Decks provide an outdoor living space for our homes; they are spaces where we can lounge about in beautiful weather and enjoy spending time socialising with family and friends. However, to make the most of these moments, it’s essential your deck is clean and nicely maintained.
Exposure to the great outdoors and regular general wear and tear means your deck needs to be maintained and cared for. As well as day-to-day cleaning and maintenance, the following deck maintenance tips and actions should be carried out at least once a year.
Washing and cleaning your deck
A thorough yearly clean of your deck is critical to the upkeep of your outdoor space. Letting leaves and dirt sit on your deck for long periods of time can lead to discolouration and encourage mould and rotting of timber decks.
As a starting point, sweep your deck to remove obvious debris and dirt from the surface. Use a soft-bristled brush or broom, and a deck wash or cleaning solution to scrub your deck’s surface – it’s important to choose one that’s appropriate for your deck. There is specialised timber deck cleaner for wood decks, and products tailored specifically for composite decks. Using a deck cleaner is crucial, as it will not only help wash away muck and build up but will also kill mould and mildew.
If you still feel your deck needs a more thorough clean, an oxygen bleach may be appropriate. Unlike chlorine bleach, these won’t remove the natural colour from the timber or composite deck and won’t damage your plants or garden.
Deck repair and general maintenance
Once you’ve cleaned your deck, it will be easy to inspect it and identify any problem areas. Check for loose, split or rotten boards. It’s essential you repair these, fix them back in place, or replace them with new ones. If not, this can lead to further deterioration of the deck, as the boards may twist and warp.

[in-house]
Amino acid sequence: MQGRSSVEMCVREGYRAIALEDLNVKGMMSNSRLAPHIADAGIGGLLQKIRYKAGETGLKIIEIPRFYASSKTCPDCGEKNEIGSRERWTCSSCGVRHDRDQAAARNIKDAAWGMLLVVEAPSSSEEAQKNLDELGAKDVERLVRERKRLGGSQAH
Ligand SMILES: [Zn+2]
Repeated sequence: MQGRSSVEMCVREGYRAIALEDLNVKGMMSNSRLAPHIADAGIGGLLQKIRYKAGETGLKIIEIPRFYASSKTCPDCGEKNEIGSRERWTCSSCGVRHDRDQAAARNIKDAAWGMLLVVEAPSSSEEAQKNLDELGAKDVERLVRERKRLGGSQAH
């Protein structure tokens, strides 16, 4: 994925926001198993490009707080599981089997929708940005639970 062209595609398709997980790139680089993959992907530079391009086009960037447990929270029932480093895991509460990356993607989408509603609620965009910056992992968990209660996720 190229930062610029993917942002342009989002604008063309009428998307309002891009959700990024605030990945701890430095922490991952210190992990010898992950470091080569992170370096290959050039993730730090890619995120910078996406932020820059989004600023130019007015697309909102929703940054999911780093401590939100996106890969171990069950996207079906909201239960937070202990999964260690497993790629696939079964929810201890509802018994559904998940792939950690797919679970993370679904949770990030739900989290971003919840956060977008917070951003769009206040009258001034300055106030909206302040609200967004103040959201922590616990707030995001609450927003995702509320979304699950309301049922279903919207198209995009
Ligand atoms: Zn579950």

As timber ages, it can swell and shrink, causing nails and screws to rise above its surface. If this is the case, simply grab a hammer and nail punch or screwdriver and work them back into place, slightly below the deck’s surface. If possible, replace any rusty screws or nails, as these can lead to discolouration of the deck and may cause the timber to become loose.
Sanding and sealing your deck
Before sealing and after cleaning, let your deck dry then sand it to remove any irregularities and splinters. This allows the sealant to properly sink into and be absorbed by the timber, protecting it. Often when the surface isn’t sanded back, the oil will not absorb evenly and it will lead to marks and uneven colouring.
It’s important your deck is sealed to stop it from cracking, splitting, and warping; coating your decking boards with a sealer will also help with your deck waterproofing. The appropriate deck sealer, deck stain or decking oil for your deck will depend on the type of material or decking product you’ve opted for; speak to your decking supplier to find the right sealer to use.
As a rule, protecting with a penetrating sealer will deliver the best results. Deck paint and sealers that remain on the surface tend to fade and peel, quickly making your deck look worn.
It’s also worth remembering that most composite decks don’t require a sealant or staining – so if you’re considering replacing decking boards or building a deck, this might be the best option.
A final note
Taking the time to wash and clean, repair, and sand and seal your deck annually will quickly have it looking like new, making it a great space for you to spend time year-round and protecting your investment for the term.